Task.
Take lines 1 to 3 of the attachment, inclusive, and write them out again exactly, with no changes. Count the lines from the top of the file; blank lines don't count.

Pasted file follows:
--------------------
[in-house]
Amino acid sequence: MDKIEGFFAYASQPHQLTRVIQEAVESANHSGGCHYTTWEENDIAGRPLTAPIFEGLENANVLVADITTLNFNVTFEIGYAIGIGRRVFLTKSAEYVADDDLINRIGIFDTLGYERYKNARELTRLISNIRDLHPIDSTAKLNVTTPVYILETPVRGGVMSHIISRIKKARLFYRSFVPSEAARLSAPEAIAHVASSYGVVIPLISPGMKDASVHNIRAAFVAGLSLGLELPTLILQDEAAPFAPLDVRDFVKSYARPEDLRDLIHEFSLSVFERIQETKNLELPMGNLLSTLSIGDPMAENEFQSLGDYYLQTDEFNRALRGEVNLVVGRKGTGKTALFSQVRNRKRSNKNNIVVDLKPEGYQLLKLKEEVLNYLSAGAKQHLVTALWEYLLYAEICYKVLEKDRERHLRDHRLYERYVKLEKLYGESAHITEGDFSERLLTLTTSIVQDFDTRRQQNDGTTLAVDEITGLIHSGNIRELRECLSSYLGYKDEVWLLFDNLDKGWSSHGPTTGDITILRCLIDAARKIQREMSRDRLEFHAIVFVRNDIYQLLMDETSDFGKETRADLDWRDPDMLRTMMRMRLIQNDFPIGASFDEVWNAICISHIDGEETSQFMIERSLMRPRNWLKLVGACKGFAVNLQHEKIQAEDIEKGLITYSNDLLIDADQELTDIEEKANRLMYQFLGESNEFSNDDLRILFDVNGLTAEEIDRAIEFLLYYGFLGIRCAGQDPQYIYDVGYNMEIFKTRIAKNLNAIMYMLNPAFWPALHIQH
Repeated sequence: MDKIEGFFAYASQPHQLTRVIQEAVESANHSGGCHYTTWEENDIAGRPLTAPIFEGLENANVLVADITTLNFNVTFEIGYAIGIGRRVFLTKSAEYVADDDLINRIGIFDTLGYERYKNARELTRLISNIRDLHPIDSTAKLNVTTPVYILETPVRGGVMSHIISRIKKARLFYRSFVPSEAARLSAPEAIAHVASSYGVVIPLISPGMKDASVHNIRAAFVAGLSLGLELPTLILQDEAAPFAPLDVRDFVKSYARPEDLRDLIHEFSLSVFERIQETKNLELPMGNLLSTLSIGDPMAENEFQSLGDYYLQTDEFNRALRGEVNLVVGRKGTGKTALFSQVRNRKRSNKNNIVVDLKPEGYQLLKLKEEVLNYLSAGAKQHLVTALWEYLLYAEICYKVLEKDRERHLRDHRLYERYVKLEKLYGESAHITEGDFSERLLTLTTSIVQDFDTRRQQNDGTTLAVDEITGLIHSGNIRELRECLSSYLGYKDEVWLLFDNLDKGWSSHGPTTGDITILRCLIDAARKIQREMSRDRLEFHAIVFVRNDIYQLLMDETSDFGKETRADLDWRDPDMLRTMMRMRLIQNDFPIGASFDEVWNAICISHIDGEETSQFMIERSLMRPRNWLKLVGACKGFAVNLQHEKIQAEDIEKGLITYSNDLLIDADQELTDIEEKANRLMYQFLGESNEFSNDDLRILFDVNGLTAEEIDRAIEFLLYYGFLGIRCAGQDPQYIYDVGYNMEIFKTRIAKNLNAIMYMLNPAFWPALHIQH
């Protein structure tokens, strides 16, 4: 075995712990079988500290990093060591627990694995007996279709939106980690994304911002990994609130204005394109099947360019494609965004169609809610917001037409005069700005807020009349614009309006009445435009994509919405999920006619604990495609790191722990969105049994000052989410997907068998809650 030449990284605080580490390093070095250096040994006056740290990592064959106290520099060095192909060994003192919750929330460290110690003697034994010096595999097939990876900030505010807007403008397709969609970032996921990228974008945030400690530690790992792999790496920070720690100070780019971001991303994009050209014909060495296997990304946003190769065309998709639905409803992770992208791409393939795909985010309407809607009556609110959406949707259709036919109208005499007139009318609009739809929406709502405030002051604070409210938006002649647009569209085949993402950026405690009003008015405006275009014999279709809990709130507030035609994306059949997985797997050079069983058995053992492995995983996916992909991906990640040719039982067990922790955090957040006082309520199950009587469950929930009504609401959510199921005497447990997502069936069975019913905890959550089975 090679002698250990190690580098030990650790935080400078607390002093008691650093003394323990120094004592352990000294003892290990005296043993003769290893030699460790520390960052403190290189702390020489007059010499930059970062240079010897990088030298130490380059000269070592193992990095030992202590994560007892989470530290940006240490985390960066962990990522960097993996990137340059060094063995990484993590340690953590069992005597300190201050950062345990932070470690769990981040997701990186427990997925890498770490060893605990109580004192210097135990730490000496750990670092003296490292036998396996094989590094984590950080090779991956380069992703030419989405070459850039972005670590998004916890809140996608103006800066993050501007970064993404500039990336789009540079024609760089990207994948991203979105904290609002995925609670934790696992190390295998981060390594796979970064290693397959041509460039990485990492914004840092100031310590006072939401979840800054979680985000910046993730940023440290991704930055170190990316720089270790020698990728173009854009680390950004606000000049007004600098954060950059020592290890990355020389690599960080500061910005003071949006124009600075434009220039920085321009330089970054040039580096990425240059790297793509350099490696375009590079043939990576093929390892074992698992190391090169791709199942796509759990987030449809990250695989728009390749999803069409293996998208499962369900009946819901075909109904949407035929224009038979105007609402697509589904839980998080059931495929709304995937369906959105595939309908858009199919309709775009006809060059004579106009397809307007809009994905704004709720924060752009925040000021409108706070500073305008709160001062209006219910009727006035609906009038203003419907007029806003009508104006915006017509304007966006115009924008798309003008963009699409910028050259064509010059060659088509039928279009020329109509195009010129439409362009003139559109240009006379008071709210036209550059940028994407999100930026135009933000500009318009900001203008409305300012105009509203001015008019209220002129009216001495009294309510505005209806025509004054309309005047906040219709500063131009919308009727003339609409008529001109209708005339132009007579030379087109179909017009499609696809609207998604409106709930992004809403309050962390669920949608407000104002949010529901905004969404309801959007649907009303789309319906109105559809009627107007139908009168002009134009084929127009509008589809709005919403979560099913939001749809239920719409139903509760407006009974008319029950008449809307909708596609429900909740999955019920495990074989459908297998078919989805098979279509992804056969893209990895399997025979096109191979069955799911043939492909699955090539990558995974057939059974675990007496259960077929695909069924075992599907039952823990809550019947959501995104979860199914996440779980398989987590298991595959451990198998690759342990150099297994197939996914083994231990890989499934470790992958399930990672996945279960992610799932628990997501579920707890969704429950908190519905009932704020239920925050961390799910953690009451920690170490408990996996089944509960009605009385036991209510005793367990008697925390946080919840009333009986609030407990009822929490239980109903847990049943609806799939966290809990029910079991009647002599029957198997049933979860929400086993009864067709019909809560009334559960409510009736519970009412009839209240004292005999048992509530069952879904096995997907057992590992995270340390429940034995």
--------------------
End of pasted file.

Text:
[in-house]
Amino acid sequence: MDKIEGFFAYASQPHQLTRVIQEAVESANHSGGCHYTTWEENDIAGRPLTAPIFEGLENANVLVADITTLNFNVTFEIGYAIGIGRRVFLTKSAEYVADDDLINRIGIFDTLGYERYKNARELTRLISNIRDLHPIDSTAKLNVTTPVYILETPVRGGVMSHIISRIKKARLFYRSFVPSEAARLSAPEAIAHVASSYGVVIPLISPGMKDASVHNIRAAFVAGLSLGLELPTLILQDEAAPFAPLDVRDFVKSYARPEDLRDLIHEFSLSVFERIQETKNLELPMGNLLSTLSIGDPMAENEFQSLGDYYLQTDEFNRALRGEVNLVVGRKGTGKTALFSQVRNRKRSNKNNIVVDLKPEGYQLLKLKEEVLNYLSAGAKQHLVTALWEYLLYAEICYKVLEKDRERHLRDHRLYERYVKLEKLYGESAHITEGDFSERLLTLTTSIVQDFDTRRQQNDGTTLAVDEITGLIHSGNIRELRECLSSYLGYKDEVWLLFDNLDKGWSSHGPTTGDITILRCLIDAARKIQREMSRDRLEFHAIVFVRNDIYQLLMDETSDFGKETRADLDWRDPDMLRTMMRMRLIQNDFPIGASFDEVWNAICISHIDGEETSQFMIERSLMRPRNWLKLVGACKGFAVNLQHEKIQAEDIEKGLITYSNDLLIDADQELTDIEEKANRLMYQFLGESNEFSNDDLRILFDVNGLTAEEIDRAIEFLLYYGFLGIRCAGQDPQYIYDVGYNMEIFKTRIAKNLNAIMYMLNPAFWPALHIQH
Repeated sequence: MDKIEGFFAYASQPHQLTRVIQEAVESANHSGGCHYTTWEENDIAGRPLTAPIFEGLENANVLVADITTLNFNVTFEIGYAIGIGRRVFLTKSAEYVADDDLINRIGIFDTLGYERYKNARELTRLISNIRDLHPIDSTAKLNVTTPVYILETPVRGGVMSHIISRIKKARLFYRSFVPSEAARLSAPEAIAHVASSYGVVIPLISPGMKDASVHNIRAAFVAGLSLGLELPTLILQDEAAPFAPLDVRDFVKSYARPEDLRDLIHEFSLSVFERIQETKNLELPMGNLLSTLSIGDPMAENEFQSLGDYYLQTDEFNRALRGEVNLVVGRKGTGKTALFSQVRNRKRSNKNNIVVDLKPEGYQLLKLKEEVLNYLSAGAKQHLVTALWEYLLYAEICYKVLEKDRERHLRDHRLYERYVKLEKLYGESAHITEGDFSERLLTLTTSIVQDFDTRRQQNDGTTLAVDEITGLIHSGNIRELRECLSSYLGYKDEVWLLFDNLDKGWSSHGPTTGDITILRCLIDAARKIQREMSRDRLEFHAIVFVRNDIYQLLMDETSDFGKETRADLDWRDPDMLRTMMRMRLIQNDFPIGASFDEVWNAICISHIDGEETSQFMIERSLMRPRNWLKLVGACKGFAVNLQHEKIQAEDIEKGLITYSNDLLIDADQELTDIEEKANRLMYQFLGESNEFSNDDLRILFDVNGLTAEEIDRAIEFLLYYGFLGIRCAGQDPQYIYDVGYNMEIFKTRIAKNLNAIMYMLNPAFWPALHIQH